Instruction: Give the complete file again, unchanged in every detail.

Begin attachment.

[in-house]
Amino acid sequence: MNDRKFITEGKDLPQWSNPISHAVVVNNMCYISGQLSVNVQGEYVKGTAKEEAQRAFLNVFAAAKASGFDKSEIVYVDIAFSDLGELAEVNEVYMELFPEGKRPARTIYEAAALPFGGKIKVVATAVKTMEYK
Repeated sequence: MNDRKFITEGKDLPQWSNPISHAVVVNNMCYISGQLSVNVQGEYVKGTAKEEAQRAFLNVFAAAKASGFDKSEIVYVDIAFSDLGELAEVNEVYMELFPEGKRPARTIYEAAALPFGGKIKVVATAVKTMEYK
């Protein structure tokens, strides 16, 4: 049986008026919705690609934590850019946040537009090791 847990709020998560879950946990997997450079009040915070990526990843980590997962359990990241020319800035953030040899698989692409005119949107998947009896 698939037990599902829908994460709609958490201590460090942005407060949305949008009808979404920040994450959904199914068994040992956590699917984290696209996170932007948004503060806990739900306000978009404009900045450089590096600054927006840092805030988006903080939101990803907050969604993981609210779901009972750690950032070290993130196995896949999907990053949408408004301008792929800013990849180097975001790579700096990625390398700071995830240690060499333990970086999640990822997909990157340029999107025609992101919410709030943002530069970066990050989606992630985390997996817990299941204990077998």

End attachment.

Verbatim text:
[in-house]
Amino acid sequence: MNDRKFITEGKDLPQWSNPISHAVVVNNMCYISGQLSVNVQGEYVKGTAKEEAQRAFLNVFAAAKASGFDKSEIVYVDIAFSDLGELAEVNEVYMELFPEGKRPARTIYEAAALPFGGKIKVVATAVKTMEYK
Repeated sequence: MNDRKFITEGKDLPQWSNPISHAVVVNNMCYISGQLSVNVQGEYVKGTAKEEAQRAFLNVFAAAKASGFDKSEIVYVDIAFSDLGELAEVNEVYMELFPEGKRPARTIYEAAALPFGGKIKVVATAVKTMEYK
């Protein structure tokens, strides 16, 4: 049986008026919705690609934590850019946040537009090791 847990709020998560879950946990997997450079009040915070990526990843980590997962359990990241020319800035953030040899698989692409005119949107998947009896 698939037990599902829908994460709609958490201590460090942005407060949305949008009808979404920040994450959904199914068994040992956590699917984290696209996170932007948004503060806990739900306000978009404009900045450089590096600054927006840092805030988006903080939101990803907050969604993981609210779901009972750690950032070290993130196995896949999907990053949408408004301008792929800013990849180097975001790579700096990625390398700071995830240690060499333990970086999640990822997909990157340029999107025609992101919410709030943002530069970066990050989606992630985390997996817990299941204990077998």